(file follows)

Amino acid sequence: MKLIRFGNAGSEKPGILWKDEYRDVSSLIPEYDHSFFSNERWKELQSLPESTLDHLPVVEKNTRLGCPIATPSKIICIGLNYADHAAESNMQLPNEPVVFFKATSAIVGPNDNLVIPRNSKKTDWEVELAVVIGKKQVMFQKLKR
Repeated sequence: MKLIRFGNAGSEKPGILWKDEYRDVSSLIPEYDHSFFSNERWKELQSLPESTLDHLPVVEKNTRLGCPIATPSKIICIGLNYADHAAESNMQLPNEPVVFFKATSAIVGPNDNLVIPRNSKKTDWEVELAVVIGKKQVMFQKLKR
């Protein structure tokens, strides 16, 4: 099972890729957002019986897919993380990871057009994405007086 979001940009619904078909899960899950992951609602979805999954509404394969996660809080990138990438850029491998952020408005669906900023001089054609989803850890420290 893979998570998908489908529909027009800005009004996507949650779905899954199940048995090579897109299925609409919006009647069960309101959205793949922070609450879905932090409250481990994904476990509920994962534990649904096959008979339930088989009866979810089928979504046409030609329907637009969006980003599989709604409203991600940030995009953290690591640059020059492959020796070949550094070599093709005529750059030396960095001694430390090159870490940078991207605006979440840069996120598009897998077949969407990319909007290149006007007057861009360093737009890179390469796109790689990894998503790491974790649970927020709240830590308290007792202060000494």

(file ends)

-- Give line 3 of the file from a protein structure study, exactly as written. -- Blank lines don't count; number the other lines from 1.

């Protein structure tokens, strides 16, 4: 099972890729957002019986897919993380990871057009994405007086 979001940009619904078909899960899950992951609602979805999954509404394969996660809080990138990438850029491998952020408005669906900023001089054609989803850890420290 893979998570998908489908529909027009800005009004996507949650779905899954199940048995090579897109299925609409919006009647069960309101959205793949922070609450879905932090409250481990994904476990509920994962534990649904096959008979339930088989009866979810089928979504046409030609329907637009969006980003599989709604409203991600940030995009953290690591640059020059492959020796070949550094070599093709005529750059030396960095001694430390090159870490940078991207605006979440840069996120598009897998077949969407990319909007290149006007007057861009360093737009890179390469796109790689990894998503790491974790649970927020709240830590308290007792202060000494």